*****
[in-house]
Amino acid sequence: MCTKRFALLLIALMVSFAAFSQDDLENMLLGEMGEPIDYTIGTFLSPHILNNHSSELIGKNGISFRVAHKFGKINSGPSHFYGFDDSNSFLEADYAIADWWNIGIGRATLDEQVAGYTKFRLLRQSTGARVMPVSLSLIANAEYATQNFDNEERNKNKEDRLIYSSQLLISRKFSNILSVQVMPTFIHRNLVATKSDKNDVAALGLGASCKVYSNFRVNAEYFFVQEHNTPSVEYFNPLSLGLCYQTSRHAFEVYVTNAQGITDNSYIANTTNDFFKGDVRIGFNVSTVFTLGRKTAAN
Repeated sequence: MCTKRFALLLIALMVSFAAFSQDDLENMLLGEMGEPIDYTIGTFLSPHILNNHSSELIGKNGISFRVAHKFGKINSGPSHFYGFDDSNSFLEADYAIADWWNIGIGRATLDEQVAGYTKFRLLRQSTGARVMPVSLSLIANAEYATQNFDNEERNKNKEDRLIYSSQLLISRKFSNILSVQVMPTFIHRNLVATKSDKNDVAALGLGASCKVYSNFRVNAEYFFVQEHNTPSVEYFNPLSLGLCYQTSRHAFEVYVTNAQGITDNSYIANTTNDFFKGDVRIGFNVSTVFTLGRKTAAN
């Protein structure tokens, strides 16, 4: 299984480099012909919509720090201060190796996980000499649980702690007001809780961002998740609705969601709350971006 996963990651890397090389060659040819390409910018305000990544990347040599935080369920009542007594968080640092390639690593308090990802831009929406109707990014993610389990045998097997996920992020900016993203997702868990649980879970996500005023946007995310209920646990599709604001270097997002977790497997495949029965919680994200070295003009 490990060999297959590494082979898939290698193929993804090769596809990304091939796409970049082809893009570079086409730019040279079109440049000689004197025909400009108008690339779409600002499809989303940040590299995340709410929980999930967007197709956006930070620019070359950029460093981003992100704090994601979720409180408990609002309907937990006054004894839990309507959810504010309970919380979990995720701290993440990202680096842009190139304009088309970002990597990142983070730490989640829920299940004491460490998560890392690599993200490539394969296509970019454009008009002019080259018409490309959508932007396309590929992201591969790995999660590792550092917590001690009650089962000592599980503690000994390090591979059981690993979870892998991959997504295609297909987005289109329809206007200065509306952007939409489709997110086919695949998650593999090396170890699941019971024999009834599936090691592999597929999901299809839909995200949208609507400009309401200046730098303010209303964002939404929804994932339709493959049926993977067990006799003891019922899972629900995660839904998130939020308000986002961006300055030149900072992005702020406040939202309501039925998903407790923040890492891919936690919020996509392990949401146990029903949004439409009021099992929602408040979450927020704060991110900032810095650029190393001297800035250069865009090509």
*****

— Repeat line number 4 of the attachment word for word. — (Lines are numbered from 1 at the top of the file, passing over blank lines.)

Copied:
């Protein structure tokens, strides 16, 4: 299984480099012909919509720090201060190796996980000499649980702690007001809780961002998740609705969601709350971006 996963990651890397090389060659040819390409910018305000990544990347040599935080369920009542007594968080640092390639690593308090990802831009929406109707990014993610389990045998097997996920992020900016993203997702868990649980879970996500005023946007995310209920646990599709604001270097997002977790497997495949029965919680994200070295003009 490990060999297959590494082979898939290698193929993804090769596809990304091939796409970049082809893009570079086409730019040279079109440049000689004197025909400009108008690339779409600002499809989303940040590299995340709410929980999930967007197709956006930070620019070359950029460093981003992100704090994601979720409180408990609002309907937990006054004894839990309507959810504010309970919380979990995720701290993440990202680096842009190139304009088309970002990597990142983070730490989640829920299940004491460490998560890392690599993200490539394969296509970019454009008009002019080259018409490309959508932007396309590929992201591969790995999660590792550092917590001690009650089962000592599980503690000994390090591979059981690993979870892998991959997504295609297909987005289109329809206007200065509306952007939409489709997110086919695949998650593999090396170890699941019971024999009834599936090691592999597929999901299809839909995200949208609507400009309401200046730098303010209303964002939404929804994932339709493959049926993977067990006799003891019922899972629900995660839904998130939020308000986002961006300055030149900072992005702020406040939202309501039925998903407790923040890492891919936690919020996509392990949401146990029903949004439409009021099992929602408040979450927020704060991110900032810095650029190393001297800035250069865009090509």